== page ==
However, Read said there are few overlaps between the two businesses, claiming that both companies are strong in SAP consulting, but CMG puts more emphasis on HR products and services, whereas the majority of Logica’s skills are in SAP. CMG has about 1,200 Oracle-trained consultants, an area where Logica is considerably smaller, and Logica has been successful in systems development, such as fraud detection, whereas CMG claims to be strong in Basel II and banking systems, where it hopes to increase its presence through an alliance formed in June with French IT services firm Sopra Group.
The major area for scrutiny is in the fiercely competitive multimedia messaging system (MMS) space, where the two companies have competed until now in developing and integrating software that enables mobile users to send interactive picture messages across their handsets. Crawford said that together Logica and CMG would be able to make cost savings and compete against Ericsson and Nokia, which have won significant projects with major vendors like Orange, Vodafone and MM02. Content has to be delivered to subscribers and this requires very complex system integration, and we believe there is a market for an independent company doing this, he said.
One of the major problems will be merging the cultures of two large people based organizations, which have very different management philosophies. CMG for example, operates an open policy across its business, where any employee is able to view the personnel files of their co-workers, giving free access to pay related information. They also wear suits and ties to work, a policy not enforced at Logica. Read said: Golly, this is something we will have to work through. There are opportunities for both companies to rethink things that have been going on for some time… Mergers of this scale are tricky beasts, but we will operate as one company from the start and minimize disruption.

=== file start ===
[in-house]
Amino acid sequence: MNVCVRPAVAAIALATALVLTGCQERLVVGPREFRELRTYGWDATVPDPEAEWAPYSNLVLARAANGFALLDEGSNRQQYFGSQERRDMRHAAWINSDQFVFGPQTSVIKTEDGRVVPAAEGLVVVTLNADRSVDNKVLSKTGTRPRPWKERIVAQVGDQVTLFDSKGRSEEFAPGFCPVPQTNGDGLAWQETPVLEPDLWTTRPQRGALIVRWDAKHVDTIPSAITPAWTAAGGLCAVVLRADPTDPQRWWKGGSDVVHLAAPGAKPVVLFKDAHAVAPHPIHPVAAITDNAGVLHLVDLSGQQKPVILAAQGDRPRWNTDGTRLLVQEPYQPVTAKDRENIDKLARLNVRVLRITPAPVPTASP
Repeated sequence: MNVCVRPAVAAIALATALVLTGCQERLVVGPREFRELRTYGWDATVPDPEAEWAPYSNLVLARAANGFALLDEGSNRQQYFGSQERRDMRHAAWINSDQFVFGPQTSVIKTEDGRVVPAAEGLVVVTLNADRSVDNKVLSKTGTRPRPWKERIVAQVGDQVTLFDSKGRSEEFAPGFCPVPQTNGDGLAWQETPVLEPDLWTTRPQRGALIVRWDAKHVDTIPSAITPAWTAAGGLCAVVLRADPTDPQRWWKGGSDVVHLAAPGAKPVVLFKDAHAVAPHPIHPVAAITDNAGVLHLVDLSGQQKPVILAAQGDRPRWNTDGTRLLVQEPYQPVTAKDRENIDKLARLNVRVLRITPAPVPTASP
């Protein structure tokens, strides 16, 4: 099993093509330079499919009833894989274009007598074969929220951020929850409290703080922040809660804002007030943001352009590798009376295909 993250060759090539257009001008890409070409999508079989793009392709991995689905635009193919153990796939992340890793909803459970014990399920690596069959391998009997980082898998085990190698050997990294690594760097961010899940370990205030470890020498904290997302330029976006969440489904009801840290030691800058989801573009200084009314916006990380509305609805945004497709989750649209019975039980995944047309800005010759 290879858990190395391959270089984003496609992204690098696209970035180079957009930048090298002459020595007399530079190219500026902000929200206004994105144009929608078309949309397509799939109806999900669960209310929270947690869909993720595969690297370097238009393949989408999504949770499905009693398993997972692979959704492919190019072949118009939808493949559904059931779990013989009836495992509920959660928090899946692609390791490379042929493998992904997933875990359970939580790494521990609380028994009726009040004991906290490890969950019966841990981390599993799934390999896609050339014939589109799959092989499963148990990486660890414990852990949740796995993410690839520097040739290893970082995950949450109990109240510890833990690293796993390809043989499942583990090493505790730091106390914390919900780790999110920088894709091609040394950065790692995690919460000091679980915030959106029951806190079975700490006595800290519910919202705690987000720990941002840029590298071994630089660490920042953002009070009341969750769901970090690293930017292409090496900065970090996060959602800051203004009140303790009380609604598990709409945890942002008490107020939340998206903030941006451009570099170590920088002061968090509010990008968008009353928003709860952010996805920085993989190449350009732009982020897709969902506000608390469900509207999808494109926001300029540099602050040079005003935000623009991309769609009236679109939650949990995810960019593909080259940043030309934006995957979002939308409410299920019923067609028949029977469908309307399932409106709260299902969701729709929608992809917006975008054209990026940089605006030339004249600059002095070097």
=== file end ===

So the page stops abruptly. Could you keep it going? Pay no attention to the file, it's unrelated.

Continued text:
Consolidation in the IT services market in 2002 has been hotting up since IBM Corp’s $3.5bn acquisition of management consultancy PwC Consulting in July. The continuing pressure on IT services firms to generate positive cash flows, revenue and profitability in the depressed economic environment is putting pressure on others to follow suit. Logica expects the merger to propel the company into the top tier of IT services providers in Europe, capable of bidding for and winning some of the largest system integration and consulting projects.
European mid-size players look particularly vulnerable as a result, and Robert Morgan, chief executive of outsourcing consultancy Morgan Chambers told us earlier this month he expects a number to be swallowed up in a wave of consolidation: ITnet is extremely vulnerable, and despite Capita’s success, it is still relatively small and would be an ideal acquisition opportunity for a company wanting a UK government business. He also believes that Pink Roccade, the largest outsourcing provider in the Netherlands, and outsourcing firm Xansa will be prime acquisition targets.